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"You can just"

About providing food for your family when you don't have a lot of money, and the thoughtless advice that people sometimes give if they don't know much about a difficult problem you have, especially if they give the advice using the adverb "just" (with the "it's so simple" connotation).

http://www.feministe.us/blog/archives/2011/08/31/you-can-just/

This entry was originally posted at http://firecat.dreamwidth.org/743429.html, where there are comment count unavailable comments.

Comments

( 14 comments — Leave a comment )
(Deleted comment)
firecat
Sep. 14th, 2011 06:20 pm (UTC)
auntysocial
Sep. 6th, 2011 07:31 pm (UTC)
Yes, and it's hard to get the kids to eat their lentil soup when they want potato chips.
jenk
Sep. 6th, 2011 08:10 pm (UTC)
It helps if lentil soup doesn't only appear when parents are stressed. If it frequently appears with lunch or dinner the kids are going to see it as normal.
(Deleted comment)
auntysocial
Sep. 7th, 2011 03:36 am (UTC)
I actually don't have children and don't get food stamps. I am on a budget though, and I cook for myself and my husband. I have room in the budget for some of what I call luxury items. I think of potato chips as a luxury. Although they don't cost that much, the the ratio of price to nutritional value is too high. I'm saying I understand their allure! You see them on TV, and they have that wonderful crunch.

It would be easy to look at all the very nutritious foods in the market, like legumes, cabbages and other low-cost vegetables and think it might not be so difficult to eat on a low budget, but there are a lot of things that can make it difficult! One is the amount of time it takes to prepare unprocessed food and make it attractive. Another is the allure of the potato chip and other manufactured foods that are widely available and made attractive through advertising, and I think children are particularly susceptible to advertising.
jenk
Sep. 7th, 2011 04:10 am (UTC)
Unfortunately or fortunately depending on one's POV, we always had an "Eat what's served or starve" policy. Not as harsh as it sounds. If I KNOW a kid doesn't like something, it shows up less often in the rotation than foods I know they DO like.

I don't have a quibble with that, especially if it's combined with variety. I think a lot of whining parents experience with sudden, major menu changes is the kids reacting normally to change. A parent might have similar issues trying to turn their kids into vegetarians or moving to a Kosher diet. And if you combine it with complaining that the food's not expensive enough (as one friend's now-ex-husband would) well then what DO you expect? *rolls eyes*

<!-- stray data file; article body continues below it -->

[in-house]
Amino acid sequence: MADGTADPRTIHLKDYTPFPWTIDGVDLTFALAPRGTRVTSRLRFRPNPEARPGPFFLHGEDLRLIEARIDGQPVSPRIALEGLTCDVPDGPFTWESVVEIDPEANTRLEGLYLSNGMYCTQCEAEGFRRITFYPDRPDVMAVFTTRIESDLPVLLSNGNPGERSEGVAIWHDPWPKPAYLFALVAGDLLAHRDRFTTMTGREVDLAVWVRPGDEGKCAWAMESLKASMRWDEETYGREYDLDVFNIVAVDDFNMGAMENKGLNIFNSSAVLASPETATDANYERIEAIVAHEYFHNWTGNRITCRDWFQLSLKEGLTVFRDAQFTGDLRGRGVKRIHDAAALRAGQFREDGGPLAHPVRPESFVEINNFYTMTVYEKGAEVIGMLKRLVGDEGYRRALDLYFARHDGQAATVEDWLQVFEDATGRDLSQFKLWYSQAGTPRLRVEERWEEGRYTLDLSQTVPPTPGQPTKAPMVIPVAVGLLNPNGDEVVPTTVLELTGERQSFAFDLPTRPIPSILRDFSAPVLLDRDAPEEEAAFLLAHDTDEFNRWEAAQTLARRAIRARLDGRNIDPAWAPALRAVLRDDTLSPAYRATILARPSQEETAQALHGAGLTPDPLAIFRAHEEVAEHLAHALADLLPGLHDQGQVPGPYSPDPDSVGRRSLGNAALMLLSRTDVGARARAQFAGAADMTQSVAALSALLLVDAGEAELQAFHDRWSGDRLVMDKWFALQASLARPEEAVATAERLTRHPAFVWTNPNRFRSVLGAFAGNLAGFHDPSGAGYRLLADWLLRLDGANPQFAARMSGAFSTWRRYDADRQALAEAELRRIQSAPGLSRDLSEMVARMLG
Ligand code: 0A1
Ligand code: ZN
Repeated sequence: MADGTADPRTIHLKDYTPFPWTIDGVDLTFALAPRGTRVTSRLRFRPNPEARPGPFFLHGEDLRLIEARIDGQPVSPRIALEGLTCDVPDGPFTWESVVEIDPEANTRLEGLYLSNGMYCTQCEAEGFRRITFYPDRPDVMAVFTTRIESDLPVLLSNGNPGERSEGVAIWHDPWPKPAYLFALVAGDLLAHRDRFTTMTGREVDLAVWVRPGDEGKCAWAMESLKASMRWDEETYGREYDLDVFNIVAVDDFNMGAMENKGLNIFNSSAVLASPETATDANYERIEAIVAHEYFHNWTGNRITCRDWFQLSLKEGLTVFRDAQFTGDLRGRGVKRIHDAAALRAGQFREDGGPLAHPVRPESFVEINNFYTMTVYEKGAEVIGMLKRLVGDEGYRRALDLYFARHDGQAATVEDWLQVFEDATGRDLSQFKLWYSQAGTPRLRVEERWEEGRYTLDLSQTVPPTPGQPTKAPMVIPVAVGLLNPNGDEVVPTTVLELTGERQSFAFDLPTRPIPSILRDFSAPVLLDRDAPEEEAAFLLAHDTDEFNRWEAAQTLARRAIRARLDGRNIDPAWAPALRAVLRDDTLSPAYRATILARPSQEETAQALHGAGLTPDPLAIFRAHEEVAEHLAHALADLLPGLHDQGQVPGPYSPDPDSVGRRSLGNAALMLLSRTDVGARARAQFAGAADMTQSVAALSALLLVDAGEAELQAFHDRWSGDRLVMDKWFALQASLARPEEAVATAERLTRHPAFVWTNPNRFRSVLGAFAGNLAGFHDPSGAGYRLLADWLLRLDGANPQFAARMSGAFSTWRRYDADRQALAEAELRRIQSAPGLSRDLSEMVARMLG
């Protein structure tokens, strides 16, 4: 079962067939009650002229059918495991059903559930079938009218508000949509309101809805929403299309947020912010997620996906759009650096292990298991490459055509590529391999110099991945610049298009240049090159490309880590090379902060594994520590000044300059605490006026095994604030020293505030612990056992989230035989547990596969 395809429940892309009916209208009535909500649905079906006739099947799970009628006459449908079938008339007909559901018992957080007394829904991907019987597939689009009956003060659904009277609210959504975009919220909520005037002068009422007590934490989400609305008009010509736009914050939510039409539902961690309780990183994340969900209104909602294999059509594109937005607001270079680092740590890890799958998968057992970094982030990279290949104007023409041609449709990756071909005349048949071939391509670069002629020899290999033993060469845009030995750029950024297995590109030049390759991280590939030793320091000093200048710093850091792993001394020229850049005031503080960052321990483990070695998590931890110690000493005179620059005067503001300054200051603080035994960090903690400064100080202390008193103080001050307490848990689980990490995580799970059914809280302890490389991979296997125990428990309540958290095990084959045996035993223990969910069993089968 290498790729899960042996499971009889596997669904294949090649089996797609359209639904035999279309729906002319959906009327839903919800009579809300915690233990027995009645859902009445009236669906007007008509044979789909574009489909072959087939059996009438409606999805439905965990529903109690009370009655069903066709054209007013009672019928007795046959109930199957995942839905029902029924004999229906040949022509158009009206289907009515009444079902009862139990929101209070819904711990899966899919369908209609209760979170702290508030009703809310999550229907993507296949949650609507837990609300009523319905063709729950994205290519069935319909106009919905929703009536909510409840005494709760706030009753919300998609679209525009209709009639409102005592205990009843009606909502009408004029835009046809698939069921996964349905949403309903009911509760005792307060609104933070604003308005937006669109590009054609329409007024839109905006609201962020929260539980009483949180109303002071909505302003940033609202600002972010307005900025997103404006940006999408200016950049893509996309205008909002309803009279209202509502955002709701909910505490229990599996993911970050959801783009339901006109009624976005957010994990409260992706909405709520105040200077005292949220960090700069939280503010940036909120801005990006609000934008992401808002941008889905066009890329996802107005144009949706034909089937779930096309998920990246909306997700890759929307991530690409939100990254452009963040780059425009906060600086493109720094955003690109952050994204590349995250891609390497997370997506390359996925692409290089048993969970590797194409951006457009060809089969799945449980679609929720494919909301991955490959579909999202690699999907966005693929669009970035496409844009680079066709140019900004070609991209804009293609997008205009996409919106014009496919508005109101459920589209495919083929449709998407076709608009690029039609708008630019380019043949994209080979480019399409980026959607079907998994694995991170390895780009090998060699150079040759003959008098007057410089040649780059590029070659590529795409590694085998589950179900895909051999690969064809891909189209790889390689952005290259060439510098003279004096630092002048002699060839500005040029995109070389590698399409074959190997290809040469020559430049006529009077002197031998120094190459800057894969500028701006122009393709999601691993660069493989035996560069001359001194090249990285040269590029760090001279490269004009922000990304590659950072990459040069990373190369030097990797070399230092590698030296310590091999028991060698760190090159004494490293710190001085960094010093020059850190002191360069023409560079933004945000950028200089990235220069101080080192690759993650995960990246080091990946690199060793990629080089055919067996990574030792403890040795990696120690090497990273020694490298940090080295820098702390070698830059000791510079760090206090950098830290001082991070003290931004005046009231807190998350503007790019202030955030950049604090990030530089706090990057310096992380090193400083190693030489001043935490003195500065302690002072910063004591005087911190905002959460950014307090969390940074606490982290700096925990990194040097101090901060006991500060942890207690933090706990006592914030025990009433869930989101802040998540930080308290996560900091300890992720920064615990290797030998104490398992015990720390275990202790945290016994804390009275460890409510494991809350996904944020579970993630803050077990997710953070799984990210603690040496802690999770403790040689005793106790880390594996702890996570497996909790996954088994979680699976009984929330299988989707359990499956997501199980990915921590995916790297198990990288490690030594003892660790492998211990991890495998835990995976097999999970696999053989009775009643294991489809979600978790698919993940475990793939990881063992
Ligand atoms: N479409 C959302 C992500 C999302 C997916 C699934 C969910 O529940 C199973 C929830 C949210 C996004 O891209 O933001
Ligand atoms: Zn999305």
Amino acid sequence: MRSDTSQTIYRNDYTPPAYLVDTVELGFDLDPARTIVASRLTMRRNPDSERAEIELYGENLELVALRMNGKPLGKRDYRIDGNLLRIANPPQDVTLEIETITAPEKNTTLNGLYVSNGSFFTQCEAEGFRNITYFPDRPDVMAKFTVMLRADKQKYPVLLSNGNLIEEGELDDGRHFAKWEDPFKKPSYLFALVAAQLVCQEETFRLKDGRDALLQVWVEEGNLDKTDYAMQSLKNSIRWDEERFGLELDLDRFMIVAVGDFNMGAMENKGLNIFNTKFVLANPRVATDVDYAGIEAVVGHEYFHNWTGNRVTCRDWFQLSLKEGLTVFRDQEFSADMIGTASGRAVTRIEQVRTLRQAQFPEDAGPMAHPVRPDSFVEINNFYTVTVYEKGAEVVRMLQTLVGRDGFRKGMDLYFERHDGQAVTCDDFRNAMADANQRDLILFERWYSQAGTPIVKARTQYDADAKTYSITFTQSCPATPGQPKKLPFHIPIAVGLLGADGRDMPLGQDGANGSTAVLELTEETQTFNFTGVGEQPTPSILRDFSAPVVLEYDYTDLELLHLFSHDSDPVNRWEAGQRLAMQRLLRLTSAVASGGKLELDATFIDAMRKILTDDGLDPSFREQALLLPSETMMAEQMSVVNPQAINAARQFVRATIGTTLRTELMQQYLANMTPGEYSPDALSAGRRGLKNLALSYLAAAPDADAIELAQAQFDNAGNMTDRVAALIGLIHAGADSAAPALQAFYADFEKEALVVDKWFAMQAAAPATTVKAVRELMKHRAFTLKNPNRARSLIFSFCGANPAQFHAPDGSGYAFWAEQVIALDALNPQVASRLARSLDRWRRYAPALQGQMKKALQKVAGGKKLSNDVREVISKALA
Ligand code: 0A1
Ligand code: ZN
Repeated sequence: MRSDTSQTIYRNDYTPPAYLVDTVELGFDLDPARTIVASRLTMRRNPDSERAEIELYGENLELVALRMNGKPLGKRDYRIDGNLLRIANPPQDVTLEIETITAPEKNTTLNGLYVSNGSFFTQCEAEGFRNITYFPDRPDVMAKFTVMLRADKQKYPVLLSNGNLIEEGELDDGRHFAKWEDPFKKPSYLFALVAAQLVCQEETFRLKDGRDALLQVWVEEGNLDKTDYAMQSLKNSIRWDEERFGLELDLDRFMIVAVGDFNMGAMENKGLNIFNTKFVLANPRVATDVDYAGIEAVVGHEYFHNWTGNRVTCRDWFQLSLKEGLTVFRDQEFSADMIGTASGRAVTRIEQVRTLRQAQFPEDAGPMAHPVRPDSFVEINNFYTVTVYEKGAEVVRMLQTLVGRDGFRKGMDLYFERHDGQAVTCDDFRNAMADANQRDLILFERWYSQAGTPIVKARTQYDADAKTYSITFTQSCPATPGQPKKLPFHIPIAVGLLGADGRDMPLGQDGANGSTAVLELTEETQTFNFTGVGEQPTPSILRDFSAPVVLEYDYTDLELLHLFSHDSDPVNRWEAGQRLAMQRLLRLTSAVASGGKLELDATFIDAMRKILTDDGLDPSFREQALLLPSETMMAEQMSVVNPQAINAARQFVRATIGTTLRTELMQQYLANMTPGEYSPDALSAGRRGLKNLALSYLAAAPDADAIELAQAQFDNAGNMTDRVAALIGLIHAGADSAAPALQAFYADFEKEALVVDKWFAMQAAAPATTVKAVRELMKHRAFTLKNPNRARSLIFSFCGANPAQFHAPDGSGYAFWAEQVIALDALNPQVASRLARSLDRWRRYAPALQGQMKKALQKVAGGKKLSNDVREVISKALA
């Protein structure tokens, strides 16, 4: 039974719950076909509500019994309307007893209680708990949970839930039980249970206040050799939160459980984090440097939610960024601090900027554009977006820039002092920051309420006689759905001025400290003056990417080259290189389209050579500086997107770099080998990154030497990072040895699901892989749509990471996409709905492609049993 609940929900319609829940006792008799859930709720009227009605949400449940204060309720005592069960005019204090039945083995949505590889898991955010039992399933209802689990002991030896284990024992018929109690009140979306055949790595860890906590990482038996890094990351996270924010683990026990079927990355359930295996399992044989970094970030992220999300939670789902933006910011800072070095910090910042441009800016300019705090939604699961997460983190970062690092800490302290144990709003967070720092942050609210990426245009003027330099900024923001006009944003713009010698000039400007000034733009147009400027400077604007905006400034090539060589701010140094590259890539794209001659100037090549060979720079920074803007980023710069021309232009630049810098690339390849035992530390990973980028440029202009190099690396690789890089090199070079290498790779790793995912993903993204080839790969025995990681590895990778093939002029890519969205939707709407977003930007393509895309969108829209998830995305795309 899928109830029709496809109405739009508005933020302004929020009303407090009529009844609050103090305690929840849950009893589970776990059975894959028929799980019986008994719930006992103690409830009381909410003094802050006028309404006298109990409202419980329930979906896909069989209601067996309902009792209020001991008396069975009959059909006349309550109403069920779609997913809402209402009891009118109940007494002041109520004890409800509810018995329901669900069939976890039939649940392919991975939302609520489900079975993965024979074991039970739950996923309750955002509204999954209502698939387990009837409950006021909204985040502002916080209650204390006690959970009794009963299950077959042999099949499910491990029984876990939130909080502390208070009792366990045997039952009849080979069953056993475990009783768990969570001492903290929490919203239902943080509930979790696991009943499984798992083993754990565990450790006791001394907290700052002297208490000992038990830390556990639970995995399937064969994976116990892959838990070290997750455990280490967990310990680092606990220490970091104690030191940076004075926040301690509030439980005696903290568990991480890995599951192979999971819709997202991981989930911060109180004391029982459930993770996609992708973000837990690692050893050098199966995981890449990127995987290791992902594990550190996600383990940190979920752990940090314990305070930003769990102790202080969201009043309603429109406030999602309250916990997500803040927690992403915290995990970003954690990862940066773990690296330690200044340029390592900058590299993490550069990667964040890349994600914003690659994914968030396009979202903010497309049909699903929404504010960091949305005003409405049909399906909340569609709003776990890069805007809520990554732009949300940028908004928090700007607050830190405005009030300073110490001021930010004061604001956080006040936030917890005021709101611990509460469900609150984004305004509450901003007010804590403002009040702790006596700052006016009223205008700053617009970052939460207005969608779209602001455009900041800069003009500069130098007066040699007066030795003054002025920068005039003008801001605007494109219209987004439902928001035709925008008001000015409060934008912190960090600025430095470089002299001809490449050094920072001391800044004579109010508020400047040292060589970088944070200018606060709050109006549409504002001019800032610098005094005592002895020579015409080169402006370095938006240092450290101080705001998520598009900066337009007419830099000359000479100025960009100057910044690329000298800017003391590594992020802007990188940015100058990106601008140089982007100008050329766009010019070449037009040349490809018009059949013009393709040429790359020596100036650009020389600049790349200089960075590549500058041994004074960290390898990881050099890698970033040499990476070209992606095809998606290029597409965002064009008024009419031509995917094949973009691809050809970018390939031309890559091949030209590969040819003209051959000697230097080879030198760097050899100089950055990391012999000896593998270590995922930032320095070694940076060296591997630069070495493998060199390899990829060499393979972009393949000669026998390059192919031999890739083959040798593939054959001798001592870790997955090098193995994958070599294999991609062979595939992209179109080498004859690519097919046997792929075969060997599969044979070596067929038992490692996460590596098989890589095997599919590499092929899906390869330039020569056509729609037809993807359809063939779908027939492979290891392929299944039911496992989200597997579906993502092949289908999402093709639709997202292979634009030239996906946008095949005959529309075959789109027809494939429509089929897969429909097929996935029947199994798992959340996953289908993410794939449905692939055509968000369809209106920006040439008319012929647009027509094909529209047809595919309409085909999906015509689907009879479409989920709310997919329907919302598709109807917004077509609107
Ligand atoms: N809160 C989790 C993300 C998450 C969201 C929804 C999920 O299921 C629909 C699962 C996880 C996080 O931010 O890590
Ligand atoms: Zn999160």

gmdreia
Sep. 6th, 2011 07:47 pm (UTC)
Yep... If the person could "just" do something so easily, chances are, they would've already done it.

"just" also doesn't take into account the fact all kinds of invisible factors of which the "juster" may not be privy.

Like, in my own case, with my health issues combined with ADHD (I can't take meds, unless i want to experience heart palpitations, windedness, and increase my chance of a serious heart condition in the future), I can't over schedule things the way that many people do - I need to allow myself a lot of time to get things done. I was only able to work while going to school (because of how time consuming it is to make accommodations to my ADHD) when on meds.

Most of the people who've told me "you can just..." have more free time than i do. They have no clue what it's like to be me.

I try to watch the "you can just..." with others, especially with people I don't know very well... And even then.

Edited at 2011-09-06 08:06 pm (UTC)
ljgeoff
Sep. 6th, 2011 08:03 pm (UTC)
This made me just about want to hit the wall in frustration. Yes, to all those above.
cakmpls
Sep. 6th, 2011 10:55 pm (UTC)
A good essay, but unfortunately the world is divided into people who already know it and people who will think up other arguments, as specious as the "you could just," to supposedly refute it.
firecat
Sep. 6th, 2011 10:58 pm (UTC)
I switched from being the second kind of person to being the first kind of person. So I signal-boost essays like this in the hope that maybe they would help another person make that switch.
cakmpls
Sep. 6th, 2011 11:52 pm (UTC)
Thanks, it's good to know that it can happen!
(Deleted comment)
pyrzqxgl
Sep. 7th, 2011 07:22 am (UTC)
When I was on food stamps in the early 80's it was for more than I had been spending on food before that, so I thought it was really awesome, but if I was using them to feed children then I would definitely want better for them than that kind of starving-student mode. :-(

Pretty much any kind of "how to live on less money" article I see is full of super-clueless stuff that isn't going to apply to those people who already don't spend lots of $$$ on fancy restaurants, Starbucks, cable TV, etc. ...
( 14 comments — Leave a comment )

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